Solving the wrong problem

Tom Galvin and I first met at a sectional finals boys’ basketball game when we were both high school principals. He was in his fifth year as principal of Rosemont High School, and I was a principal in year 12 at a high school 30 miles east of Rosemont.
Neither of our schools’ basketball teams had made it to the sectionals, but we both knew the rival principals whose schools were playing so we came to the game to see how the contest would turn out for our colleagues’ schools.

Tom was the adult version of “big man on campus.” With his six foot three inch athletic frame, wavy black hair and good looks, he was a charmer with a good sense of humor, a “natural born leader,” if such a thing exists. He kidded loudly with the other high school principals sitting together in the stands as he made fun of our teams’ athletic ineptitudes and coaching disasters that had led to our status as spectators at this game. What made his kidding tolerable was the way he made comments about his own team’s missteps with the same gusto that he criticized ours.

The next time I saw Tom was 10 years later at a superintendents’ statewide conference. I was heading toward an early retirement from my superintendent duties precipitated by my first heart attack and heart surgery, and Tom was in the middle of his seventh year as a superintendent at Rosemont where he had moved up to the superintendent position at age 39 directly from his position in the district as high school principal.

We ended up at dinner together with a bunch of other superintendents with Tom seated next to me. He still showed the same wit, charm and people skills I had seen much earlier in his career, but he seemed more subdued, not as engaged in the conversation as he was 10 years earlier at the basketball game.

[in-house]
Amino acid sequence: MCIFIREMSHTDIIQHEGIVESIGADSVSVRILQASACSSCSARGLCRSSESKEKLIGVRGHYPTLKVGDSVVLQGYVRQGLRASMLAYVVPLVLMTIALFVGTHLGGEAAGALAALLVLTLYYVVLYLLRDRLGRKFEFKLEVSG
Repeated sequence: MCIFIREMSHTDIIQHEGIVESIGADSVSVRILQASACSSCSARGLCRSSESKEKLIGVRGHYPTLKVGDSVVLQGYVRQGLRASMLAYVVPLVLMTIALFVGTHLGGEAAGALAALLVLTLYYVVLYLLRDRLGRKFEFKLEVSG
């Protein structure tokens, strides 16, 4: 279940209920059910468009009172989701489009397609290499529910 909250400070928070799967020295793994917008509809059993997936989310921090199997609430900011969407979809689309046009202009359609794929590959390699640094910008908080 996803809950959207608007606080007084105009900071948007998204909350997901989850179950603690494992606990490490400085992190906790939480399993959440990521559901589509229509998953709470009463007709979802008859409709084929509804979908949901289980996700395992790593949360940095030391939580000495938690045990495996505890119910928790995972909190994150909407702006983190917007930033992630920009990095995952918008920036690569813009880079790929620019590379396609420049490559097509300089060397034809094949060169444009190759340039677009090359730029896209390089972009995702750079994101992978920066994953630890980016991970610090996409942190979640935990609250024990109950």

He asked if we could meet for lunch on the next and final day of the conference so he could get my thoughts on “some issues in my district,” he said. As one of the senior superintendents with one of the largest school districts in the region, such requests were not unusual so I agreed.
At lunch Tom opened up more than he had in our previous encounters. He had been an excellent high school athlete in football and basketball and captain of both teams his senior year in high school. He had gone to the State University of New York at Cortland and majored in history and social studies education while playing football on their very competitive Division III team. His simple career plan was to become a high school social studies teacher and football coach.
When Tom entered the teaching profession in 1978 his skill set and aspirations lined up nicely with the needs of a number of suburban school systems like Rosemont and he landed his dream job that summer. For 10 years, he was a successful football coach. He was also a respected social studies teacher for the first seven of these years and then assistant principal for the last three of these years.

In his 10 years of coaching, Tom’s football teams had winning records every year, made it to the sectional playoffs eight of the years and won the sectional B class title twice, something that never happened in Rosemont before Tom’s arrival.

Academics: an afterthought of school “leadership” click here
 (Sections in italics are fictional stories based on composites of multiple actual experiences.)